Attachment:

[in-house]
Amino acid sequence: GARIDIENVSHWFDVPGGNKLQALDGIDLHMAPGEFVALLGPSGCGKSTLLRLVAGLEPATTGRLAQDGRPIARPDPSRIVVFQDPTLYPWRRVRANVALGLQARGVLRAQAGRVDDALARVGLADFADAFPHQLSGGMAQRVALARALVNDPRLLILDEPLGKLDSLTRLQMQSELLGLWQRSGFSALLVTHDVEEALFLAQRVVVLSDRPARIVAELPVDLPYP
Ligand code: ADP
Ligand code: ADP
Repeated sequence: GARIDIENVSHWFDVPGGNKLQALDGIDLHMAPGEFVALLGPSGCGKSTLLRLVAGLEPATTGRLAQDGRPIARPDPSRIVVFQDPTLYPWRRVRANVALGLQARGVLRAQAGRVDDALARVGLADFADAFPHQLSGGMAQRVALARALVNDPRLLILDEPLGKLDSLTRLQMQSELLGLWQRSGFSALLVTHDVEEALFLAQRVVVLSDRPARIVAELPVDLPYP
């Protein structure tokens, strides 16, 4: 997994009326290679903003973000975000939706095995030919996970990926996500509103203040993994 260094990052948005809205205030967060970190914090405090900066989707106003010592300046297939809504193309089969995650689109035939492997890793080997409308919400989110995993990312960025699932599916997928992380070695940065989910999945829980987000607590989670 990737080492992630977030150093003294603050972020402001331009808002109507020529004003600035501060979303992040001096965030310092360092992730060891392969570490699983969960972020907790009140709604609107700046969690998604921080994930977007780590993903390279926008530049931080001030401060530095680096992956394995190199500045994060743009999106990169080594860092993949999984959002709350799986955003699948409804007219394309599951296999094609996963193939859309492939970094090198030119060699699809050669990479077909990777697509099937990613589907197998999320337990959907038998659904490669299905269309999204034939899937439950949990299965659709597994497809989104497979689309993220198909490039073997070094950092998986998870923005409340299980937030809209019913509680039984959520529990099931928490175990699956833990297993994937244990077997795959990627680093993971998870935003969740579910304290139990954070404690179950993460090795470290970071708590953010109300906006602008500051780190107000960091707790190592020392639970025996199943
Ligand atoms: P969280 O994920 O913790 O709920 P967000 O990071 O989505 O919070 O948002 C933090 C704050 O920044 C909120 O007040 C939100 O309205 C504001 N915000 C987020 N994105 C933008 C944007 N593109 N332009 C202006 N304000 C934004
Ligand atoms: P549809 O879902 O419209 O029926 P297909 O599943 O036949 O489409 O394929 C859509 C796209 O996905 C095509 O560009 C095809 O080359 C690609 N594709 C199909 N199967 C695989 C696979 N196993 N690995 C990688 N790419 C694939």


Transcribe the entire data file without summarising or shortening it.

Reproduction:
[in-house]
Amino acid sequence: GARIDIENVSHWFDVPGGNKLQALDGIDLHMAPGEFVALLGPSGCGKSTLLRLVAGLEPATTGRLAQDGRPIARPDPSRIVVFQDPTLYPWRRVRANVALGLQARGVLRAQAGRVDDALARVGLADFADAFPHQLSGGMAQRVALARALVNDPRLLILDEPLGKLDSLTRLQMQSELLGLWQRSGFSALLVTHDVEEALFLAQRVVVLSDRPARIVAELPVDLPYP
Ligand code: ADP
Ligand code: ADP
Repeated sequence: GARIDIENVSHWFDVPGGNKLQALDGIDLHMAPGEFVALLGPSGCGKSTLLRLVAGLEPATTGRLAQDGRPIARPDPSRIVVFQDPTLYPWRRVRANVALGLQARGVLRAQAGRVDDALARVGLADFADAFPHQLSGGMAQRVALARALVNDPRLLILDEPLGKLDSLTRLQMQSELLGLWQRSGFSALLVTHDVEEALFLAQRVVVLSDRPARIVAELPVDLPYP
């Protein structure tokens, strides 16, 4: 997994009326290679903003973000975000939706095995030919996970990926996500509103203040993994 260094990052948005809205205030967060970190914090405090900066989707106003010592300046297939809504193309089969995650689109035939492997890793080997409308919400989110995993990312960025699932599916997928992380070695940065989910999945829980987000607590989670 990737080492992630977030150093003294603050972020402001331009808002109507020529004003600035501060979303992040001096965030310092360092992730060891392969570490699983969960972020907790009140709604609107700046969690998604921080994930977007780590993903390279926008530049931080001030401060530095680096992956394995190199500045994060743009999106990169080594860092993949999984959002709350799986955003699948409804007219394309599951296999094609996963193939859309492939970094090198030119060699699809050669990479077909990777697509099937990613589907197998999320337990959907038998659904490669299905269309999204034939899937439950949990299965659709597994497809989104497979689309993220198909490039073997070094950092998986998870923005409340299980937030809209019913509680039984959520529990099931928490175990699956833990297993994937244990077997795959990627680093993971998870935003969740579910304290139990954070404690179950993460090795470290970071708590953010109300906006602008500051780190107000960091707790190592020392639970025996199943
Ligand atoms: P969280 O994920 O913790 O709920 P967000 O990071 O989505 O919070 O948002 C933090 C704050 O920044 C909120 O007040 C939100 O309205 C504001 N915000 C987020 N994105 C933008 C944007 N593109 N332009 C202006 N304000 C934004
Ligand atoms: P549809 O879902 O419209 O029926 P297909 O599943 O036949 O489409 O394929 C859509 C796209 O996905 C095509 O560009 C095809 O080359 C690609 N594709 C199909 N199967 C695989 C696979 N196993 N690995 C990688 N790419 C694939």